However, our “shelter” in the general’s apartment and his protection were indeed offered to us, but they were not safe. Our meetings could not escape the observation of the attentive Chinese who filled the corridors of the hospital. Little Sen was like a beautiful doll. She had just hatched, like a bud, full of hidden feminine graces. We stayed for a while, on the armchairs of the Chinese general’s hall, and talked, in low voices, about general things.
We made platonic “love”, looking at each other, sweetly and not without interest, while our “quality guard” pretended to read the newspaper. Under those conditions, I felt happy. I managed to caress, lightly, her long braids, beautifully woven, which fell down to her hips. The girl laughed and laughed, without a sound, without stopping. We were both drawn to that adventure, without beginning and without end. We were both burning with an internal anger, without being able to tell each other what was bothering us. I had heard and read about platonic loves; in Chang Chu I “tasted” the good feeling and the “bitterness” that it gives you, when it does not materialize.
One day, the girl’s mother came to the hospital. A provincial woman, middle-aged and with a daughter’s body. There were no braids but short cut hair. It was not his chance to have small legs and a big body. Walk normally. He was wearing pants and a black sweatshirt. They both looked alike, like two drops of water. I found both of them, mother and daughter, on the underground floor of the hospital building in a labyrinth where a metal container of several tons had been placed, where they were filling warm water to drink, in a special tap.
I went to that place not by chance and found them with thermoses in hand. I spoke to the young girl and greeted her companion. She said something to the mother, in “short” language, in the Ljao Nin dialect, words that I did not understand. Although I listened, out of curiosity to learn something from the dialogue between them, I did not catch a word. Women had their own “code” of communication. From what I saw outside, I understood that I had liked my mother. I heard him say to his daughter: “Hao Khan”, in an understandable voice, so that I could understand. The words I heard in Albanian can be translated: “Handsome”! Xiao Sen introduced me to her mother as her friend. The young woman extended her hand and I shook it, friendly.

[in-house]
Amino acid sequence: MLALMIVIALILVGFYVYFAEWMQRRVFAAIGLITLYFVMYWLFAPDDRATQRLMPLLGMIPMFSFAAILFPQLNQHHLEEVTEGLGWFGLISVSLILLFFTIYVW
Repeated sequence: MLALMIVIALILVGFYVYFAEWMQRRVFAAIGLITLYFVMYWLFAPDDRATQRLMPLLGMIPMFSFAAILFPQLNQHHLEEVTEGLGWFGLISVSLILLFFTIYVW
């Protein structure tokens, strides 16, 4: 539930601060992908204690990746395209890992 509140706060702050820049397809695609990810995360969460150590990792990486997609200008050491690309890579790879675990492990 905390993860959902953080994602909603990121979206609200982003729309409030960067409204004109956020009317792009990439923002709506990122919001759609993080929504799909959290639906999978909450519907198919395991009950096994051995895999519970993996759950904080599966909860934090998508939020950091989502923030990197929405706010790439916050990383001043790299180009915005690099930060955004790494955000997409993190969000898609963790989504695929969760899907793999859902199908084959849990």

The environment where the presentation took place had a large load of people. Many local women and men came in and out, with thermoses in their hands. We had to part quickly, even though we both wanted our time to be unlimited. I finished my treatment and returned to the Aviation School at Sui Xun Air Base to my fellow students. I did not hide from my friends what happened to me. I had no reason not to show them the incident. I did not sell mind but I told the truth, as it flowed. I experienced the lucky occasion with all that fate brings to the door, without exaggeration and without abusing the kindness of an immature girl. My behavior could only be like that.